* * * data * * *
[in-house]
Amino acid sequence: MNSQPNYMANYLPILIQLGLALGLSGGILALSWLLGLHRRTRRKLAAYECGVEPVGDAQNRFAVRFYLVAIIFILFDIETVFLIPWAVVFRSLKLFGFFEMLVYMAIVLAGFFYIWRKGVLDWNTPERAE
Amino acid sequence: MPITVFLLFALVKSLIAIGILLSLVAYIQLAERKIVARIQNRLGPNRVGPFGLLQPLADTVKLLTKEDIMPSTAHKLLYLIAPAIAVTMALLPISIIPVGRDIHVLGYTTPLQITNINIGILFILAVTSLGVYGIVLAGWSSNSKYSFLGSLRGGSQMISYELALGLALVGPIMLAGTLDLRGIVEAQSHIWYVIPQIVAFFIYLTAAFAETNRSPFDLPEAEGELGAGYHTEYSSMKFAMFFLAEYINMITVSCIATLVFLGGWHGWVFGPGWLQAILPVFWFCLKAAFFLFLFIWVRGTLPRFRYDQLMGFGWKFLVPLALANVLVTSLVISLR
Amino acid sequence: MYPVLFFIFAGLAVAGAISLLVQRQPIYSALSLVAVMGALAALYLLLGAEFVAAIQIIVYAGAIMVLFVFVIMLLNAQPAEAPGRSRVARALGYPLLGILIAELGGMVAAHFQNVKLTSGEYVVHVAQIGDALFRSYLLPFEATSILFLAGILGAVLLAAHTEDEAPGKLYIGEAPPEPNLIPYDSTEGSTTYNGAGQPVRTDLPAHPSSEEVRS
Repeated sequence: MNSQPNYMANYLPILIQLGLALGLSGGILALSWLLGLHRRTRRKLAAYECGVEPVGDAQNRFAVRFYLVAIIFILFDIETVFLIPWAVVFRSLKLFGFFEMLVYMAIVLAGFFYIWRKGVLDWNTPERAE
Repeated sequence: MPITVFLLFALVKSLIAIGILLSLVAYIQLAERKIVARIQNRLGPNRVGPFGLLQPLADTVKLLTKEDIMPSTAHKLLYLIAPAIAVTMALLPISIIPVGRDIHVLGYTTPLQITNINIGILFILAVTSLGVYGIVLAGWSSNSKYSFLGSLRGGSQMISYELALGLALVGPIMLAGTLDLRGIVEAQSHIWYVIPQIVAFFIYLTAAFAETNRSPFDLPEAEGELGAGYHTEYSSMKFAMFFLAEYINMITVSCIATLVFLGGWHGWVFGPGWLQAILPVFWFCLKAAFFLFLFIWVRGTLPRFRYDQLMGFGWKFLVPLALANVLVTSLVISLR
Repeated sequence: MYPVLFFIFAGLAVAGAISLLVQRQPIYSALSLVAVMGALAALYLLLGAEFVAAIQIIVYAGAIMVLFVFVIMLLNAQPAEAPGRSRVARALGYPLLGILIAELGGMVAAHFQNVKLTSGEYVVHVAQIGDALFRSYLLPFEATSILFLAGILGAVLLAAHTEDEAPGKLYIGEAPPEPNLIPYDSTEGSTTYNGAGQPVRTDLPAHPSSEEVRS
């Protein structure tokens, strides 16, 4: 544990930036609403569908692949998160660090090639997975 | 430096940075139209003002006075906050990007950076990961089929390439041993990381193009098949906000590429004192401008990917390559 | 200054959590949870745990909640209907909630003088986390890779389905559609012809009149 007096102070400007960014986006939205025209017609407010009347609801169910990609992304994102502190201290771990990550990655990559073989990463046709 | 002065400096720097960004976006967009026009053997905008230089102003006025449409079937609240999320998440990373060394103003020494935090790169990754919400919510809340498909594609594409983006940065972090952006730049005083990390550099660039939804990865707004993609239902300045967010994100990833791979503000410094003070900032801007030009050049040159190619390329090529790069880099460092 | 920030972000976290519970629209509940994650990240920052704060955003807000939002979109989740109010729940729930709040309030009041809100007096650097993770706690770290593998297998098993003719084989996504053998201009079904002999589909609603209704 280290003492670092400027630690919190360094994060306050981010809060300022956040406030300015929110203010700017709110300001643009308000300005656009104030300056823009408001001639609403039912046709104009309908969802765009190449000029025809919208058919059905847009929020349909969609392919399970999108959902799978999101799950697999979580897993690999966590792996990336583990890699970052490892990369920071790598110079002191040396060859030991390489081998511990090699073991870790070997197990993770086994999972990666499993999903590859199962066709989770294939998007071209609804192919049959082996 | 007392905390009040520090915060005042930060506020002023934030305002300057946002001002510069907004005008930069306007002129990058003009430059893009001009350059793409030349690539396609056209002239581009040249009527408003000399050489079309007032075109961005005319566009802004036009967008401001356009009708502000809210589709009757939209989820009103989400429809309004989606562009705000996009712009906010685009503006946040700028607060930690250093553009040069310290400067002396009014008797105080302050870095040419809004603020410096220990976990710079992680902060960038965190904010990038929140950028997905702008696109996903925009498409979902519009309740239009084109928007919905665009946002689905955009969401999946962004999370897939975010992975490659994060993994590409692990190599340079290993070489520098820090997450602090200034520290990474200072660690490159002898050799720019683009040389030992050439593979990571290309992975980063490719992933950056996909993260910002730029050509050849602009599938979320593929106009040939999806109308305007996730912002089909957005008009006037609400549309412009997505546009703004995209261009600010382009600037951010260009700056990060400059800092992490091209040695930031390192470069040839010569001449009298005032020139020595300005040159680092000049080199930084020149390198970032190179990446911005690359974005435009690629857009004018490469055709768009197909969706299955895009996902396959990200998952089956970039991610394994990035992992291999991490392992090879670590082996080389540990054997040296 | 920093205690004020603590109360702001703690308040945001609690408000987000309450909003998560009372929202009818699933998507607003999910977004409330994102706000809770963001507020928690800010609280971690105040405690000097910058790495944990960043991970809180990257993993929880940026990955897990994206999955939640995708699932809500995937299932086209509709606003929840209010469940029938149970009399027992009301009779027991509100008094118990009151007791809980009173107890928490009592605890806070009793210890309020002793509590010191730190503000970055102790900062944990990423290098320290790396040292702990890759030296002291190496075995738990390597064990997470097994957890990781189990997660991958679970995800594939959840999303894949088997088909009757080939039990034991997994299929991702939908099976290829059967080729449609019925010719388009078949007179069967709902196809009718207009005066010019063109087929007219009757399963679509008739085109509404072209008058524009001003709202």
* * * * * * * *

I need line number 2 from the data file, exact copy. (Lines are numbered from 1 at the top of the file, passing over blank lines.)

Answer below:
Amino acid sequence: MNSQPNYMANYLPILIQLGLALGLSGGILALSWLLGLHRRTRRKLAAYECGVEPVGDAQNRFAVRFYLVAIIFILFDIETVFLIPWAVVFRSLKLFGFFEMLVYMAIVLAGFFYIWRKGVLDWNTPERAE